In the morning I carried the tote bag to the vet to have our cat cremated. I drove home and found my son in the kitchen, eating breakfast. He wanted to know what had happened; why I hadn’t been there when he woke up. I explained that I had gone to Nana’s the night before because a sad thing had happened and that she had needed me. “Simon died,” I said. “Do you know what that means?”
“I did the puzzle with the fire truck sounds all by myself,” he said, and took another bite of his waffle.
A couple of weeks later, we drove into the city for dinner with my parents, and when we walked into the apartment my son stopped short.
“There are two cats here,” he said. “Wesley is here and Roxie is here, but Simon isn’t here because he died.”
And then, later that night, after dinner and bathtime and a story: “Mommy?”
“Yes?” I asked, already trying to remember where I’d left the sippy cup that he was about to ask for.
“Where did Simon go?”
I remember the exact second I realized I was terrified of death. I was in the Caribbean, of all places, at a beach called Cemetery Reef because it bumps up right alongside an aboveground cemetery (really the only kind they have in the Caribbean, because you can’t put bodies into earth that’s all filled up with water). I looked at the gravestones, and I looked at the beach, and all of a sudden I couldn’t take it, how sad I was. I asked my dad what happens when you die.
“They put you in a box in the ground,” he said.
I don’t fault him for that. People believe what they believe, and that sort of blunt honesty has its own kind of value. But the moment that the words left my father’s mouth I knew that as crushing as they were, I did not believe them. I didn’t know what I believed, but I knew it wasn’t that.
I’ve remembered that moment in Cemetery Reef my whole life. I’ve thought of it even more often since my own children arrived, and since I’ve been aware of the question that’s in my future: “Mama, what happens when you die?” I’ve never known how to answer that, how to make my children less afraid than their mother. What I do know: that I want to give them the gift of being able to mourn without being crushed. Of being able to be sad, and then being able to be okay.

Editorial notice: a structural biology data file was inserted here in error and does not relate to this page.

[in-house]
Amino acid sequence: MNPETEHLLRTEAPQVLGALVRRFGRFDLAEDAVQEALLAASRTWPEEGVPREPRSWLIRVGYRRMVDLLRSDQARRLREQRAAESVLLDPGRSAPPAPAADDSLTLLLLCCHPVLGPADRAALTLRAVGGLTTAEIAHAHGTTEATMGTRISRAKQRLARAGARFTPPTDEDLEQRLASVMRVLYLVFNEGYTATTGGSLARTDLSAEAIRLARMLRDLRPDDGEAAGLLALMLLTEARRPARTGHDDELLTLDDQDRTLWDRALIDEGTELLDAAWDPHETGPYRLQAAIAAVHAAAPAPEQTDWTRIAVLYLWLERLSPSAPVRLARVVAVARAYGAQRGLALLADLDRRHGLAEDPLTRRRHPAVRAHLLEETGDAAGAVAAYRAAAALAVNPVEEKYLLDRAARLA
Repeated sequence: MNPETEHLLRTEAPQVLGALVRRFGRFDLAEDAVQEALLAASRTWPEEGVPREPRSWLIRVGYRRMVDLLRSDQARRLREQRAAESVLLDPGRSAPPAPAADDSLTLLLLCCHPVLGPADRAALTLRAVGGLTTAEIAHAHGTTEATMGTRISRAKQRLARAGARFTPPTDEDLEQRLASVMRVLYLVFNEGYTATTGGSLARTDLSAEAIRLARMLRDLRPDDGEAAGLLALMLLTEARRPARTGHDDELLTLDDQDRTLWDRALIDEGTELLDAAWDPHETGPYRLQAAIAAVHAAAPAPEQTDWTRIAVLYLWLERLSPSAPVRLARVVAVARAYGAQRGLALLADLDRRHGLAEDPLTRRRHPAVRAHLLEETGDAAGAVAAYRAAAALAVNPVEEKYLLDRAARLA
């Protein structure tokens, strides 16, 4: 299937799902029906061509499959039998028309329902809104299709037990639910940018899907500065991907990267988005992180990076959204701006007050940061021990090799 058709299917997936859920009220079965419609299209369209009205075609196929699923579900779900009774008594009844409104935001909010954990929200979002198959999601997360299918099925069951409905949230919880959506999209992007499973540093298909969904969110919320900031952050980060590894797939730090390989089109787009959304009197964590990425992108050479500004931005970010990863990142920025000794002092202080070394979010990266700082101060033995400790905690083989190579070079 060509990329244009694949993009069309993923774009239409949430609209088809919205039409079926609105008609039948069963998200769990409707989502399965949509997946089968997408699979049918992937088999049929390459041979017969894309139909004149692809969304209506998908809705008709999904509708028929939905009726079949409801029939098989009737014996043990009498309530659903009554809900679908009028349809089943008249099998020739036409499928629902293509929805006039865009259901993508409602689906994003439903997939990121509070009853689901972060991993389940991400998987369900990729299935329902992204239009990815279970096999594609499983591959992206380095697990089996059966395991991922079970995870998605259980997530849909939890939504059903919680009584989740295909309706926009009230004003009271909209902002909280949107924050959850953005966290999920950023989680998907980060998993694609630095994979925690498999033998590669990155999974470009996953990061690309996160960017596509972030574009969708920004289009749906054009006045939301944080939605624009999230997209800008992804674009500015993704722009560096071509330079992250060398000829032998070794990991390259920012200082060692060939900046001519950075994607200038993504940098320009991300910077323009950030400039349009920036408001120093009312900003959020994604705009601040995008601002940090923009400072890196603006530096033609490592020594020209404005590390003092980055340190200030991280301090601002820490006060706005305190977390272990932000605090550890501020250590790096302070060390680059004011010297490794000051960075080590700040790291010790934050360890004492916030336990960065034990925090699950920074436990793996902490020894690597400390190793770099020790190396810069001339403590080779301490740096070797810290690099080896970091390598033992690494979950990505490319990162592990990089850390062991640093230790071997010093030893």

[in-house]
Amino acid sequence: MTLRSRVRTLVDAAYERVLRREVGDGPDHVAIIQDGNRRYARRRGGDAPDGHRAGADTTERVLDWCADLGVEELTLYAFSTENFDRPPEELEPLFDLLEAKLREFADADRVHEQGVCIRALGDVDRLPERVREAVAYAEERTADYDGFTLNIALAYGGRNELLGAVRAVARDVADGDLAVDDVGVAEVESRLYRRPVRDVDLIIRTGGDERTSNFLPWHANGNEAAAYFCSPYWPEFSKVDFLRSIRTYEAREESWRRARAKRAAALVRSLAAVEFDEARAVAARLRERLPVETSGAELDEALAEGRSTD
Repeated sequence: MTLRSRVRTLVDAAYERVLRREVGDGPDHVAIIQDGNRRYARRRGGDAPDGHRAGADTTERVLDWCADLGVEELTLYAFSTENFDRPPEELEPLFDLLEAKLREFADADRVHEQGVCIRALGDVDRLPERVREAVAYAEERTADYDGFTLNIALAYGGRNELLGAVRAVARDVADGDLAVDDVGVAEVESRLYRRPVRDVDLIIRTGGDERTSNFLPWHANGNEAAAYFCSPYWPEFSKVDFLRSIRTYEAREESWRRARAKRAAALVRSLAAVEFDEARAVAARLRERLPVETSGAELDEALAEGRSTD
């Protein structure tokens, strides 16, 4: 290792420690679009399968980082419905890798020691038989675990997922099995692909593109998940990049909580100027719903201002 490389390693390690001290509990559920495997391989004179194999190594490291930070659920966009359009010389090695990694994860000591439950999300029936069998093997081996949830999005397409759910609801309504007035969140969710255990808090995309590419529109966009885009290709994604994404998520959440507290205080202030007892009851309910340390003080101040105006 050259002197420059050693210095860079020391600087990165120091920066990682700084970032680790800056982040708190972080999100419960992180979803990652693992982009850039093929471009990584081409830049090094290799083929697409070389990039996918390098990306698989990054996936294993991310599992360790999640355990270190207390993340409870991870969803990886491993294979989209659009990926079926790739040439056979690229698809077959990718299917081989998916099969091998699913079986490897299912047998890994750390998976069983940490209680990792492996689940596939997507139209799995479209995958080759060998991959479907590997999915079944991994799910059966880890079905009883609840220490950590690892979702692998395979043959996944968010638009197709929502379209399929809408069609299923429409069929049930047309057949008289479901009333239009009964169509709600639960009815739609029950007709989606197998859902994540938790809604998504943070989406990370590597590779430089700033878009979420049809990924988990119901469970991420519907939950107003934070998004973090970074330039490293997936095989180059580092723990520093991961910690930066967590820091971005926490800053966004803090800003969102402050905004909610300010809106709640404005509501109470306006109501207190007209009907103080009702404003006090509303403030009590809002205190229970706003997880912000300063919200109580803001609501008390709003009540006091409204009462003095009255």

I want them to feel brave in the face of the one thing that brings us all to our knees.
And so when my son asked me where Simon had gone, my heart started pounding. We were alone in my my childhood bedroom — my parents watching Dancing With The Stars out in the living room; my husband showering; my daughter sleeping in her travel crib in the other bedroom— and I was struck with the realization that this, right here, was one of those moments in parenthood that are so big, so important. The kind of moment that your child may remember or he may not, but that will most definitely matter. And even though I’d spent years thinking about how I’d answer this question, when it finally was asked of me I found myself paralyzed, speechless.
I didn’t know what to say, and so I just said this:
“You know how you have a body? Skin, and hands, and feet, and fingers and toes?”
My son nodded.
“And you know how you have thoughts and feelings? How sometimes you’re happy, or mad, or sad?”
He nodded again.
“You see, bodies get tired after they’ve been doing things for a long time, and they need to rest. They run out of batteries, like a toy. But those thoughts and feelings you have, those things that made Simon who he was, those things that make me me and make you you, they stay. And when the body goes to sleep all those thoughts and feelings come bursting out into the world. Like this:”
— I clapped my hands together —
“They get released, and then they’re with us forever. We just need to listen for them. Because they’re there.”
And just like that, telling my son about death, I found out what I believe.
Read more on my blog, Ramshackle Glam.